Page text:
The video would go on to win six awards at the 1986 MTV Video Music Awards, includingBest New Artist in a Video,Best Concept Video,Most Experimental Video,Best Direction in a Video,Best Special Effects in a Video, andViewer’s Choice—and was nominated for two others,Best Group VideoandVideo of the Year. As of August 2018, the music video hasnearly 700 million views on YouTube.
2. “November Rain” – Guns n’ Roses
Album: Use Your Illusion I
Directed by Andy Morahan, the music video for “November Rain” depicts Guns n’ Roses singer Axl Rose marrying his then-girlfriend Stephanie Seymour inter-cut with the band’s live performance at theOrpheum Theater in downtownLos Angeles. One of the most expensive music videos ever produced, the video had a budget of $1 million which was an astronomical figure at the time.The video features a memorable guitar solo from Slash outside a small chapel in the desert complete with a sequence of swooping helicopter pans.
The music videos for “November Rain”, “Don’t Cry” and “Estranged” form an unofficial trilogy of sorts. While never specifically confirmed by the band, Rose andDel Jameshave made statements supporting this idea.On July 13, 2018, the music video became the first music video from the 20th century to reach one billion views onYouTube.
1. “Thriller” – Michael Jackson
A 14-minute long video for “Thriller”premiered on MTV on November 14, 1983, and featured Michael Jackson in a horror-themed performance that was more of short film than music video. Film director John Landis was brought in to direct the video, as Jackson was a huge fan of his work on An American Werewolf In London. “Thriller” set the stage for music videos to be viewed as an art form and paved the way for film directors in the music video world. The video featured a number of horror movie homages and a fantastic performance from Jackson. From the pervasive creepy Halloween feel to the dance sequence, everything is on point.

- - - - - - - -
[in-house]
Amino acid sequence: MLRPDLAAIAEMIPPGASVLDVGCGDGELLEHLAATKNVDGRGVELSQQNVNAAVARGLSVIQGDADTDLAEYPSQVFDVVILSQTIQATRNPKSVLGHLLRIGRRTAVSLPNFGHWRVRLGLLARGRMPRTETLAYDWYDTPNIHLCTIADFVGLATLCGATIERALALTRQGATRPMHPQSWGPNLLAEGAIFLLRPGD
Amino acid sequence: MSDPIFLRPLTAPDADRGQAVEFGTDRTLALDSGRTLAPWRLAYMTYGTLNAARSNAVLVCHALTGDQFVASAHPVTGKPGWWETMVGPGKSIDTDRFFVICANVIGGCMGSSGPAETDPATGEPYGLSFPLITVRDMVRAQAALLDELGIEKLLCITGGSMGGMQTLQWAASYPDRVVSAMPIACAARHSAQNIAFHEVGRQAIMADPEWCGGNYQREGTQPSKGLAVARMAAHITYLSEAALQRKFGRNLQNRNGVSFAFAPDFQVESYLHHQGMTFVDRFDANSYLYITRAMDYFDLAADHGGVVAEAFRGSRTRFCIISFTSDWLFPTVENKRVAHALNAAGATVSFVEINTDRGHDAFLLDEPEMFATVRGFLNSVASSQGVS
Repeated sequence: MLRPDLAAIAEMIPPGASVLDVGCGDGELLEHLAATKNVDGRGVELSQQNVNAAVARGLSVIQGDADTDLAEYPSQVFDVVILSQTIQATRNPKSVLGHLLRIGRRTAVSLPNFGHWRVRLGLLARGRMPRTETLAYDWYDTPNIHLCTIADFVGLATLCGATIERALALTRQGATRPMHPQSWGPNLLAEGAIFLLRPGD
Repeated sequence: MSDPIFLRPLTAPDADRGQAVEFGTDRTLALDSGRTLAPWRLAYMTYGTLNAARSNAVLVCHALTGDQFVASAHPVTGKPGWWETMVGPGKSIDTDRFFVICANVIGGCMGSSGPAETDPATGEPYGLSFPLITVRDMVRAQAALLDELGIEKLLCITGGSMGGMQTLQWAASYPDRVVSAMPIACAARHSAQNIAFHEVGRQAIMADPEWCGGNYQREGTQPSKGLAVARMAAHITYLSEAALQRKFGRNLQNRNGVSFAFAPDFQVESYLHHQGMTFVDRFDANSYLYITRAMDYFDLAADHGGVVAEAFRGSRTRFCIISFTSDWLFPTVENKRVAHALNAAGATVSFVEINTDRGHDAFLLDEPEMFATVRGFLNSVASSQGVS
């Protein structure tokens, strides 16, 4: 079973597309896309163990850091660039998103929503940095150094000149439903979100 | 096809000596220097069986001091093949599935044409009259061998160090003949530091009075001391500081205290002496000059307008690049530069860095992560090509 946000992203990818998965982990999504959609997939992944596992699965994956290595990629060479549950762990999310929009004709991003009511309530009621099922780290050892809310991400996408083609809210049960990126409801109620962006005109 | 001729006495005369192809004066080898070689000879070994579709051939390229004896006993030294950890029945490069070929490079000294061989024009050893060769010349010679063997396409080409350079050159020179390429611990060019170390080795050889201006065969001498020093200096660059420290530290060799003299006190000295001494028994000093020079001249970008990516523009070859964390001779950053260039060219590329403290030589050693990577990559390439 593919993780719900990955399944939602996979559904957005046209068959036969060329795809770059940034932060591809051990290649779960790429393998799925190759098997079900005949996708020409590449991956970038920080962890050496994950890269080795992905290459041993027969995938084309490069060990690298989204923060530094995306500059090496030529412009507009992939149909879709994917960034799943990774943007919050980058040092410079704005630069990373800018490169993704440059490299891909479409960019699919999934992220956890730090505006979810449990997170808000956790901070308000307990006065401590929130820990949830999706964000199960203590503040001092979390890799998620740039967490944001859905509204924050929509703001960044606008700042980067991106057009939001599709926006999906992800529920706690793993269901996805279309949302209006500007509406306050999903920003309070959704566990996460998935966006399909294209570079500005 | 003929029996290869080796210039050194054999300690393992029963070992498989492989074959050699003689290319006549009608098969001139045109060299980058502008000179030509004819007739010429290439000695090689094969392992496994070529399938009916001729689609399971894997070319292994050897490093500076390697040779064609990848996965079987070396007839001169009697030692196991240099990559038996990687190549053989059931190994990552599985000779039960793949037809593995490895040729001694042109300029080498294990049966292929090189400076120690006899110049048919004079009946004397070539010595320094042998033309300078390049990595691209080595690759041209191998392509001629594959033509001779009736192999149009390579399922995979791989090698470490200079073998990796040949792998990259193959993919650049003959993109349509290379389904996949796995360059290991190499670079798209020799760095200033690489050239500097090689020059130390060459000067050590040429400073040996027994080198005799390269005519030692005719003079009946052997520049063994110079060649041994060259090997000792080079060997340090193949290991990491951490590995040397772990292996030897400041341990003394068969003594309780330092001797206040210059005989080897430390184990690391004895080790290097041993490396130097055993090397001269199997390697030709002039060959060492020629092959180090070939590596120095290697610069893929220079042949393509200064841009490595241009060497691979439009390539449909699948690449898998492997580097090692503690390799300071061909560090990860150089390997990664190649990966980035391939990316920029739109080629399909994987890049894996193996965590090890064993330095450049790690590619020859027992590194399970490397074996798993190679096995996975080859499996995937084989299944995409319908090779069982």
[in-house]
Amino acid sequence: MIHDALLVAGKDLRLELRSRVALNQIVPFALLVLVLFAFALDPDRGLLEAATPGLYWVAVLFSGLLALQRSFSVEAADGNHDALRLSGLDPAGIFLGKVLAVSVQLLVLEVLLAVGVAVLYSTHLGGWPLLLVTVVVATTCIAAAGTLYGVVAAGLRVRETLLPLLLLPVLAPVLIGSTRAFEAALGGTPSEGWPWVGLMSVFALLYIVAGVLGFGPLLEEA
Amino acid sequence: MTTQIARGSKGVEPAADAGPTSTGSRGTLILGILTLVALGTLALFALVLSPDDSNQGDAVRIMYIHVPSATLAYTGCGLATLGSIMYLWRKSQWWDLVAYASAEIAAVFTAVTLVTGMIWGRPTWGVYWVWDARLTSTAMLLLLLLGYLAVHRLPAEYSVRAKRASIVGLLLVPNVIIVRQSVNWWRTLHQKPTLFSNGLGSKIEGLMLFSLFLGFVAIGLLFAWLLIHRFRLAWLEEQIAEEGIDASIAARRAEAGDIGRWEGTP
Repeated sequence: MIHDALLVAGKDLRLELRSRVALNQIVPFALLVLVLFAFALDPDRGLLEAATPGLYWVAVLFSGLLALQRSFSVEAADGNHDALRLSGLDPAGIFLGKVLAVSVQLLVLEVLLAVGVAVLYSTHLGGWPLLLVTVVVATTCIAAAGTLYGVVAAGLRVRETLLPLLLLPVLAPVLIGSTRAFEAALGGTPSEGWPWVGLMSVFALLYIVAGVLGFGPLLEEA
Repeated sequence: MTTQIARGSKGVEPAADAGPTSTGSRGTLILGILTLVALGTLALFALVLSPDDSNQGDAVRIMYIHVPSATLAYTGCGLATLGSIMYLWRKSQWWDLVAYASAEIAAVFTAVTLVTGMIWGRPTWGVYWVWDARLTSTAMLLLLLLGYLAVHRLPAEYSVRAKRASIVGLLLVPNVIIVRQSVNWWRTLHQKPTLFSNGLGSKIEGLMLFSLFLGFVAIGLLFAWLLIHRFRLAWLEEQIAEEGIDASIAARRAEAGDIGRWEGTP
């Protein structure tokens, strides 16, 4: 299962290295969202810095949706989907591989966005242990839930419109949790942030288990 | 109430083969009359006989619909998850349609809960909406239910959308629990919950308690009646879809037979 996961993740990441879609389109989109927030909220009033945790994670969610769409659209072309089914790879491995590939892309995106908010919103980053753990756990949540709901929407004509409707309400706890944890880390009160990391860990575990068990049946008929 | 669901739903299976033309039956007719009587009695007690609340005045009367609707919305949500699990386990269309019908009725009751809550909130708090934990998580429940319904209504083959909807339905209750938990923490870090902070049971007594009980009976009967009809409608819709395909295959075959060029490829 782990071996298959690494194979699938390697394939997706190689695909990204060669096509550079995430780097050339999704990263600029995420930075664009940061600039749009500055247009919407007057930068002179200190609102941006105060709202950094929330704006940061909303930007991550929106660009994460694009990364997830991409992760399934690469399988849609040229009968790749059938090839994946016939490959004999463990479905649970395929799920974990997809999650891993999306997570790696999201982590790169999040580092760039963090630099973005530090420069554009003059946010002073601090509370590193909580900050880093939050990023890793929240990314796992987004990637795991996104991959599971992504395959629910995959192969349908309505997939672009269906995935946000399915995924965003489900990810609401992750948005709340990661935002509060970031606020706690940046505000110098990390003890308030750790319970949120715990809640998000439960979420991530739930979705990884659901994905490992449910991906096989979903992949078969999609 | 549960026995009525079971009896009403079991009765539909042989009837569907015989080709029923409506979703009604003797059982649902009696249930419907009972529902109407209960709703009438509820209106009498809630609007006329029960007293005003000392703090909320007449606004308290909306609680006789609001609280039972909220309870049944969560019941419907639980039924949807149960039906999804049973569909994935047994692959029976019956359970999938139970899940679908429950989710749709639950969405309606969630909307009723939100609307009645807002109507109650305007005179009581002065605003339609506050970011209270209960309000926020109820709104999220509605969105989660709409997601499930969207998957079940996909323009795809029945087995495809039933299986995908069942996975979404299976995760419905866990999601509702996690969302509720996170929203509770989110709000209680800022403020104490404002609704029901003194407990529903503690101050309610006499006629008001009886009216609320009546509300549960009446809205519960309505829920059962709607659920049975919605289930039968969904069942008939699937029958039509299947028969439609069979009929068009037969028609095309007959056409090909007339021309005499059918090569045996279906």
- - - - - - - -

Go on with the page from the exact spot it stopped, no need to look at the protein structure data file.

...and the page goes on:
Theproduction is the result of a star-studded collaboration including director Landis, Vincent Price, special effects makeup wizard Rick Baker, and costume designer Deborah Nadoolman Landis. The music video was nominated for six awards at the1984 MTV Video Music Awards, winning three out of six of the nominations.
Charliee Rogers is a freelance writer, father of two, and video game player!